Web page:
All kinds of bugs and their food sources can be found in Fayette County — including three types of insects that eat Milkweed plants.
According to Brigitte Hisey, the natural resource specialist at Fayette Soil & Water Conservation District, Large Milkweed bugs and Monarch Butterflies eat the Milkweed plant which makes them toxic to most predators.
“The cool thing about Large Milkweed bugs are the color. They are orange and black like the Monarchs. This is a clue for predators not to eat either insect,” wrote Hisey in an email.
In order to eat the Milkweed plant, the Large Milkweed bug has a long proboscis to pierce the seeds, leaves and stems of the milkweed plant, explained Hisey.
A proboscis, according to Amateur Entomologists’ Society website, “is an elongated feeding tube attached to the head of an animal. The most well known example of a proboscis in insects is the feeding tube used by adult butterflies and moths. The proboscis is a tube made by the elongated maxillae of the butterfly, these are u-shaped and held together with hooks to form a tube.”
Speaking of moths, another insect that feeds on milkweed that is orange, black and white is the Milkweed Tussock Moth. According to Hisey, this moth does not taste good to predators, such as bats, because of the Milkweed plant that they consume as instars.
Instars, according to Amateur Entomologists’ Society website, “is the name given to the developmental stage of an arthropod between moults. For example, after hatching from the egg, an insect is said to be in its first instar. When the insect moults, it is then a second instar and so on.”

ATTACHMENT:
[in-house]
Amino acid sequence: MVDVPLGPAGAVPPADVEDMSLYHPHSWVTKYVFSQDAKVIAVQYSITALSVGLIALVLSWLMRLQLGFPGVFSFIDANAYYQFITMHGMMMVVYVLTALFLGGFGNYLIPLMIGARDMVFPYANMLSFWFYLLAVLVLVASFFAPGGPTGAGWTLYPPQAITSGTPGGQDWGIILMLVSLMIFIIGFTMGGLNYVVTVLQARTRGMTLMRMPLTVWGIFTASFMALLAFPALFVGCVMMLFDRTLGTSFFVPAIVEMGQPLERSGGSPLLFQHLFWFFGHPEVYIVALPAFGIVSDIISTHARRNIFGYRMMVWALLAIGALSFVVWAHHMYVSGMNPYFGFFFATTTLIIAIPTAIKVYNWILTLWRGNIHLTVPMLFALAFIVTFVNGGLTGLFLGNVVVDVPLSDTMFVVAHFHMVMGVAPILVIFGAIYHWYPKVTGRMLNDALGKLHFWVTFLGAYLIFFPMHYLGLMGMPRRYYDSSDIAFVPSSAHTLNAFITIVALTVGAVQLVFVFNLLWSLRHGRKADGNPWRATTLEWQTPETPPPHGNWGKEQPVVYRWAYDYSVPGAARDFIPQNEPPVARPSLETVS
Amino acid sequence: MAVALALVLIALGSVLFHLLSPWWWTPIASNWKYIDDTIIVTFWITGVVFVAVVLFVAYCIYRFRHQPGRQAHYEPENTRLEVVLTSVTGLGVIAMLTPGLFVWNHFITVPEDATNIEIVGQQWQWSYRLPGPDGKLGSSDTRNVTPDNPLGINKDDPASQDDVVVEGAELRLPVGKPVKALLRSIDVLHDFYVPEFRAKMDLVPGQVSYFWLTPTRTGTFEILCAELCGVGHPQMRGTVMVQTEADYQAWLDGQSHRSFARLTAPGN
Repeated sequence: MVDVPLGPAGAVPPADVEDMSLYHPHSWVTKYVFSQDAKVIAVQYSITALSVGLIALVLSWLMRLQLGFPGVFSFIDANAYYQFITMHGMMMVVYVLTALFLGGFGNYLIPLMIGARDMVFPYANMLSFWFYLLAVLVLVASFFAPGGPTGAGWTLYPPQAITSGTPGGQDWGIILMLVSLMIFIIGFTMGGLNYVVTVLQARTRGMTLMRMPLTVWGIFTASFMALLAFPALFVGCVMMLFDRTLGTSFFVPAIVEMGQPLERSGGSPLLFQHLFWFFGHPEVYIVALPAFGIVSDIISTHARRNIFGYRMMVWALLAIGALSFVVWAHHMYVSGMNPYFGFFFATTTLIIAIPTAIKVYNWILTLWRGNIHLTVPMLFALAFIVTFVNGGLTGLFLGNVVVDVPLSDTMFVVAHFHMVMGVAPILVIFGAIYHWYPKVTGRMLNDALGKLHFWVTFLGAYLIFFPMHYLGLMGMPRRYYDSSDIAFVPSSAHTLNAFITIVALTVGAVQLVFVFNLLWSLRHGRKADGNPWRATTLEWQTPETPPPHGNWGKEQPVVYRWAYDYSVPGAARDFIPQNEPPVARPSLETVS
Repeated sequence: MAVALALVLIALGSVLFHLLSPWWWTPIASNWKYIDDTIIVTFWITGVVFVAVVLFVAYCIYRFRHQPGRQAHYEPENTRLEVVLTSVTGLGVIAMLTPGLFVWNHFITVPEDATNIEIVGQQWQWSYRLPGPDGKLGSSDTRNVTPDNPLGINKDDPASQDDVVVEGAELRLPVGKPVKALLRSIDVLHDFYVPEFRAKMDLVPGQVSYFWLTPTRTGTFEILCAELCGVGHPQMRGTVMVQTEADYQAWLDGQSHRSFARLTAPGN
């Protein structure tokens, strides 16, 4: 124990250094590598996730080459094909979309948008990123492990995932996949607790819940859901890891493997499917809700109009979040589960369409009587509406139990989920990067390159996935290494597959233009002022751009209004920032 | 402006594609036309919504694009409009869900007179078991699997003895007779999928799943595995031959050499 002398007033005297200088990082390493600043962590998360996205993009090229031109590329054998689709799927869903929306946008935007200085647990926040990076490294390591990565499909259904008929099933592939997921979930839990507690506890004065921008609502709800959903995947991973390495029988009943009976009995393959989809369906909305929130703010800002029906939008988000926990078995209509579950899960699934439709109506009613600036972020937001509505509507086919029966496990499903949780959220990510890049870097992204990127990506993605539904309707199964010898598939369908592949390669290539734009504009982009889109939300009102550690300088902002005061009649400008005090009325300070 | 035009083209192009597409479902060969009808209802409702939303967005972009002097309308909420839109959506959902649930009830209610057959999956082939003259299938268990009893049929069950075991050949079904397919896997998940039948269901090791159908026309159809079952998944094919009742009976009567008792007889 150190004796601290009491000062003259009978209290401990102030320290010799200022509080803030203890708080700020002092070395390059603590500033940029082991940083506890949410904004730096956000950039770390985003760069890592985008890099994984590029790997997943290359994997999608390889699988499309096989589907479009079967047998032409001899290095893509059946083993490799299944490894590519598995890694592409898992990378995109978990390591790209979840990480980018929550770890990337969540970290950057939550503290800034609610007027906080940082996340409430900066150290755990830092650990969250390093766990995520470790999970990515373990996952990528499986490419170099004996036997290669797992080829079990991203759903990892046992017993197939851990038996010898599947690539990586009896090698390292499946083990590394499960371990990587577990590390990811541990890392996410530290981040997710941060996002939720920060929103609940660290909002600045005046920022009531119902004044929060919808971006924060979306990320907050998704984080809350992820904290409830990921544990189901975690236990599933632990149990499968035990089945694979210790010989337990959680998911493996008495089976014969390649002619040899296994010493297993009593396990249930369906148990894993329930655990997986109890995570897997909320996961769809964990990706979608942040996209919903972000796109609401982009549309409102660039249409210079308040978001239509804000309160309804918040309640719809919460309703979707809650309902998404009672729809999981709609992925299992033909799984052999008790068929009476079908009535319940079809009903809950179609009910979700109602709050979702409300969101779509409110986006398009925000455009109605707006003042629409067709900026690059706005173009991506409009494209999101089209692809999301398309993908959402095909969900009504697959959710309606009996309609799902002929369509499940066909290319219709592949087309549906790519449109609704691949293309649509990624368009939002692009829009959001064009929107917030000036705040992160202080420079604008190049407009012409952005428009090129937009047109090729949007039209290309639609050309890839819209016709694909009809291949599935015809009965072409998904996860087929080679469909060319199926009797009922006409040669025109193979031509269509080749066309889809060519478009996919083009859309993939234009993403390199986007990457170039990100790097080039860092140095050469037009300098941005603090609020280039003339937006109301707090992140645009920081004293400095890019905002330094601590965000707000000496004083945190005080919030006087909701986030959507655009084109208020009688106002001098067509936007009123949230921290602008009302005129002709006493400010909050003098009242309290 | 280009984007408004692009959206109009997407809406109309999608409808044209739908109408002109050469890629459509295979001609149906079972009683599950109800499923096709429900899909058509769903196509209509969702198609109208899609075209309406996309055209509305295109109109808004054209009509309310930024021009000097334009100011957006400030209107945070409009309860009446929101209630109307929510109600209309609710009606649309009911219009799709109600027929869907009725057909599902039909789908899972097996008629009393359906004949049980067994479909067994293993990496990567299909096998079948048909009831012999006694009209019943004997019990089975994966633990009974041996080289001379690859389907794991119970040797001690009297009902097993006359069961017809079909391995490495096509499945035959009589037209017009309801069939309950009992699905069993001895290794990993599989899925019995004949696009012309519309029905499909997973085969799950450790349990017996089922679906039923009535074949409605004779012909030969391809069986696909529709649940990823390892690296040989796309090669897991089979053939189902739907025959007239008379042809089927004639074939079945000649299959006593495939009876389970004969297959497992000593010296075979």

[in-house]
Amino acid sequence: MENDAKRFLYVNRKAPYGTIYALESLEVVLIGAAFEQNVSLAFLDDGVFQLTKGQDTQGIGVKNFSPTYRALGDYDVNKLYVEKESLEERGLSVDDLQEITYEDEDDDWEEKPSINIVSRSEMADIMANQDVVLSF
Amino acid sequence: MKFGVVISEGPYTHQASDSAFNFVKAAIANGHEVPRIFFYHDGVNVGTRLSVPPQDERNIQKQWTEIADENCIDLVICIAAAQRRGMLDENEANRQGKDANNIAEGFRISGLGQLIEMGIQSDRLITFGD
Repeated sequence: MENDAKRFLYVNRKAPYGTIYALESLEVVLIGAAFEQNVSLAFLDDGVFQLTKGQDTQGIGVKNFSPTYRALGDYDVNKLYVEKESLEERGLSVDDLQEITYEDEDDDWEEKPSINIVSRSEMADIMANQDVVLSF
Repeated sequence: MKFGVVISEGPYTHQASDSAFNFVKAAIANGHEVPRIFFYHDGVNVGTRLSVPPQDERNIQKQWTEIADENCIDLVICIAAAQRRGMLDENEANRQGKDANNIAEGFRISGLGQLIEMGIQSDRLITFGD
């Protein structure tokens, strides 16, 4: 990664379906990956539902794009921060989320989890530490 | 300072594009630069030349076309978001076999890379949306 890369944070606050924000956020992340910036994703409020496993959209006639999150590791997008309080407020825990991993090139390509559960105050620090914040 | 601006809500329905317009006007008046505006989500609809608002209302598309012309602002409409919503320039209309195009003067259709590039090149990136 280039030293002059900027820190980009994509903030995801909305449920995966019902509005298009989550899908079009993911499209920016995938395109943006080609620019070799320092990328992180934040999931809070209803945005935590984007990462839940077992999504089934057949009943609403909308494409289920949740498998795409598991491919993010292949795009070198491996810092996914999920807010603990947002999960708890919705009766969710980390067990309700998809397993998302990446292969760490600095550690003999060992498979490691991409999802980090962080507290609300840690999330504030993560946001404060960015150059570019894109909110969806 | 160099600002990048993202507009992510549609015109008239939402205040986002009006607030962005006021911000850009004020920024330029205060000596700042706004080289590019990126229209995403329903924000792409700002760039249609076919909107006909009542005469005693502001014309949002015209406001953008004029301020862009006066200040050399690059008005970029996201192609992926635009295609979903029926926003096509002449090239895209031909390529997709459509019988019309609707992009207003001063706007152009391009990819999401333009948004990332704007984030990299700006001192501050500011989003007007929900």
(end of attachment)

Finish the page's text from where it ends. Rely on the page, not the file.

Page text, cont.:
“All of these insects use milkweed as part of their life cycle and are important to the biodiversity of insects in our county,” explained Hisey. “Milkweed plants are perennials, so they should grow back. If all of the leaves are eaten then the plant has been a great host for a variety of insects.”
All three insects — the Large Milkweed bug, the Monarch Butterfly and the Monarch Tussock Moth — have been found in Fayette County, according to Hisey.
“I have observed a lot of Monarch in the southern part of the county where I live. It is also important for people to know that having fall blooming flowers are important for the Monarch Butterfly as they journey south for the winter. Growing natives like Goldenrod and Asters in your back yard provide a food source,” wrote Hisey.
Hisey further explained that the real test to see how well monarchs did this year will be how many acres the Monarchs inhabit in Mexico during the winter.
“Probably by now, the monarchs we see are going south and not laying eggs on Milkweed plants. Now people should be looking for Monarch roost,” explained Hisey. “If you are lucky, the Monarchs rest at night, and sometimes they come together and may stay on a tree for a couple of days.”
To follow the sightings and tracking of Monarchs by citizen-scientists, Hisey recommends the website www.journeynorth.org/monarchs.
Reach journalist Jennifer Woods at 740-313-0355 or on Twitter @JennMWoods.